NEWS ARCHIVES
October 16, 2008: Vermont E. coli Outbreak Update

Vermont Health officials have issued a second warning to state residents and visitors, to not eat undercooked meat after the ninth case of E. coli O157:H7 food poisoning was confirmed.  One more suspected case of E. coli food poisoning remains unconfirmed at this time. ...

Continued Below...

 
If you or a family member has suffered from food poisoning,
and you have a question about your legal rights,you can request a free case evaluation from our firm by clicking on Free Case Evaluation.

It was reported that the source of the Vermont E. coli outbreak is contaminated beef, and that it was served in restaurants.  The Vermont Department of Health warned consumers of the following:

Consumers should only eat ground beef or ground beef patties that have been cooked to a safe internal temperature of 160º F. Color is NOT a reliable indicator that ground beef or ground beef patties have been cooked to a temperature high enough to kill harmful bacteria such as E. coli O157:H7. The only way to be sure ground beef is cooked to a high enough temperature to kill harmful bacteria is to use a thermometer to measure the internal temperature.

While consumers can implement these practices in their own homes, this latest outbreak underscores the fact that restaurants do not always follow food service establishment rules.  So here are three tips that can help reduce the risk of food poisoning when ordering a burger in a restaurant:

  • Order your burger (or other ground beef dishes) “well done”.
  • Before you bite into your burger, cut into the center.  If the restaurant did not honor your request, send the burger back for further cooking.  Don’t be shy, your health comes first; and restaurants know of the health risks associated with serving undercook meats to their patrons.
  • If you do send you burger back, explain that you would like a new roll (or bun), new toppings, and a fresh plate.

The health department investigation is still ongoing, and health officials caution that anyone experiencing severe abdominal symptoms (diarrhea, bloody stool, cramping, vomiting) should seek medical attention right away.  Physicians are asked to report suspected cases of E. coli 0157:H7 to the Vermont Department of Health.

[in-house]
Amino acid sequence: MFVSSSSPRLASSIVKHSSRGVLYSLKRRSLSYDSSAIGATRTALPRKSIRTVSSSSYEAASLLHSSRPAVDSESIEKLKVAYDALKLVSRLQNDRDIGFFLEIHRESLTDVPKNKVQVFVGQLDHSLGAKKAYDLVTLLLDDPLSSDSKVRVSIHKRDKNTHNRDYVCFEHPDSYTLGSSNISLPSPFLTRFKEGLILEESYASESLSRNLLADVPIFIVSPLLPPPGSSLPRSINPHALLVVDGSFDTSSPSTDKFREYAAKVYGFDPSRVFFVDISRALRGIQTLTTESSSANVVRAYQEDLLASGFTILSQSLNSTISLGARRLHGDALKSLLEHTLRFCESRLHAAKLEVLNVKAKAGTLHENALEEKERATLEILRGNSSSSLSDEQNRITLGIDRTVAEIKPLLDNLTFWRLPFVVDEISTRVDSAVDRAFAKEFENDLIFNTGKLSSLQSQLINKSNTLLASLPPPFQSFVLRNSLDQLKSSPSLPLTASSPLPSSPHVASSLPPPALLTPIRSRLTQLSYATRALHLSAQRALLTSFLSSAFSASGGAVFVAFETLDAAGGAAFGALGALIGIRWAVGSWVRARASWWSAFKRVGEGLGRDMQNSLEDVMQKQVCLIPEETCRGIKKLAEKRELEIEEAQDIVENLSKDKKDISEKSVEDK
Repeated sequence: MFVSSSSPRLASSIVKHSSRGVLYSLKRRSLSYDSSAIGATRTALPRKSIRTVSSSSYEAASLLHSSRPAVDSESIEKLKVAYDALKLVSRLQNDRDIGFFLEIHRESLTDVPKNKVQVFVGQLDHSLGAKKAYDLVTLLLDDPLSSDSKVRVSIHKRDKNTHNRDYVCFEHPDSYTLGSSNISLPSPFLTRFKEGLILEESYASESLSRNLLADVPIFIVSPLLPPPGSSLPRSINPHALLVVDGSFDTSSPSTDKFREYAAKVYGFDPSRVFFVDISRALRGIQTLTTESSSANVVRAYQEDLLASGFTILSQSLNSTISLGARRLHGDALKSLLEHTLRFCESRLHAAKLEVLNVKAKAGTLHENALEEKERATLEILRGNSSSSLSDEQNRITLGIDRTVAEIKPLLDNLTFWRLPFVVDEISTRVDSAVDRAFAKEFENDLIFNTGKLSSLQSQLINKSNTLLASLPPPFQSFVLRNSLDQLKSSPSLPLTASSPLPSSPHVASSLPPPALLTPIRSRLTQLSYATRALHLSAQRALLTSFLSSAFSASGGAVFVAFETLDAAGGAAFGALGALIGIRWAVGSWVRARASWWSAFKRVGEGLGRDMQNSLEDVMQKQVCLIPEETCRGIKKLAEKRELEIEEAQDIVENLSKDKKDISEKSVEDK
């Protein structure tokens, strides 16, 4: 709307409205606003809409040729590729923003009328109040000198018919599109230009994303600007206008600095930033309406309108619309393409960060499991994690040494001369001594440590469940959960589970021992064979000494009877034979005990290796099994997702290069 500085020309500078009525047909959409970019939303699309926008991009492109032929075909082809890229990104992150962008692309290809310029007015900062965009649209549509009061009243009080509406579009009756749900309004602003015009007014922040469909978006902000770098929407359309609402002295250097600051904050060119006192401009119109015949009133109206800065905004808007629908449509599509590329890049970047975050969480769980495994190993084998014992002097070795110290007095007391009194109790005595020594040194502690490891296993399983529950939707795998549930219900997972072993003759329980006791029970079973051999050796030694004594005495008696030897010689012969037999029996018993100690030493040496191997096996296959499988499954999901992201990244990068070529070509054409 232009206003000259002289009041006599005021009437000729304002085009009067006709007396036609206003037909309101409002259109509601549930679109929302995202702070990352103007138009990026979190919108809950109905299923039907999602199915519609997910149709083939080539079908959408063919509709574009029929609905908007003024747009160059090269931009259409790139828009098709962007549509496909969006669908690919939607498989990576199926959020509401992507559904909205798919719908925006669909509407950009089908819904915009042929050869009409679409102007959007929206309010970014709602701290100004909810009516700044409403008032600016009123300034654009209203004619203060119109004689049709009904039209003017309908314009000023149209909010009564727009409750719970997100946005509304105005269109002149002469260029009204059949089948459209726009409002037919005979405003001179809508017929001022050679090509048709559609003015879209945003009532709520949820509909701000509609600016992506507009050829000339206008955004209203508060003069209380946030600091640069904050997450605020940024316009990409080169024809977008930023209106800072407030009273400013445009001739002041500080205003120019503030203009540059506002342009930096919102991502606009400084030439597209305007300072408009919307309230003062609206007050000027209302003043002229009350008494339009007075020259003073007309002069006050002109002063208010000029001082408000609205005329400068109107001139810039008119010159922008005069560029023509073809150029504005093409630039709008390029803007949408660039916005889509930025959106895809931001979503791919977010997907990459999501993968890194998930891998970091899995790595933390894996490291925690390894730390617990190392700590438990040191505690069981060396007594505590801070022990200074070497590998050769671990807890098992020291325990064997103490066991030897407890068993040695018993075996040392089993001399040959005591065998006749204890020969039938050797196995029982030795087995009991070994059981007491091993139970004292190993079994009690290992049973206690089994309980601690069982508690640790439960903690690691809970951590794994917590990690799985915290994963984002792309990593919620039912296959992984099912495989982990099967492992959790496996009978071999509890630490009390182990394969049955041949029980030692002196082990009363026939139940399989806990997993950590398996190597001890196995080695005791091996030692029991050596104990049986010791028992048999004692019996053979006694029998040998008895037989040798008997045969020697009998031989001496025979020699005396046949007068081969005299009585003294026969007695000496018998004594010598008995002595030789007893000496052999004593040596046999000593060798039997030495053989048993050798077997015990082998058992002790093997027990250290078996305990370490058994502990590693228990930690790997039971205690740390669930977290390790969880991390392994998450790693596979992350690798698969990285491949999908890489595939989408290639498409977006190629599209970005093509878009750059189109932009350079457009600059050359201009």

To learn more about E. coli food poisoning, please see E. coli symptoms.

 

Our firm represents victims of food poisoning outbreaks nationwide. If you believe that you are the victim of a foodborne illness and have a question concerning your legal rights, please call us toll free at 1-877-934-6274, or click on Free Case Evaluation.  Please click on E. coli Lawyer to return to the homepage.

 

For information concerning recent food recalls, outbreaks, and legal news, please see Illinois E. coli Lettuce, Michigan E. coli Lettuce, and Salmonella IHOP.

In the news

April 11, 2013: 24 Individuals Sickened With E.coli From Frozen Food Products
Over the past two weeks, Rich Products from Buffalo, NY has issued two recalls.  The First was precautionary, but the second came after there were 24 individuals sickened from 15 states. 

March 21, 2013: High Protein Chocolate Bars May Be Contaminated with Salmonella
On March 18th, Pro-Amino International Inc., of Saint-Eustache, Quebec, Canada issued a recall of their ProtiDiet High Protein Chocolate Dream Bars due to a threat of salmonella contamination.

February 7, 2013: GoldCoast Recalls Blue Crab Spread Due To Listeria Contamination
On February 6th GoldCoast Salads, based in Naples, Florida placed a recall of their Blue Crab Spread because of testing positive for the bacterium, Listeria monocytogenes. 

January 31, 2013: Back To Back Recalls From Whole Foods Infected Salmon
On January 29th, Whole Foods Market placed their second recall in less than a week on Wild Alaskan Sockeye Salmon due to a contamination from Listeria monocytogenes.   

View News Archives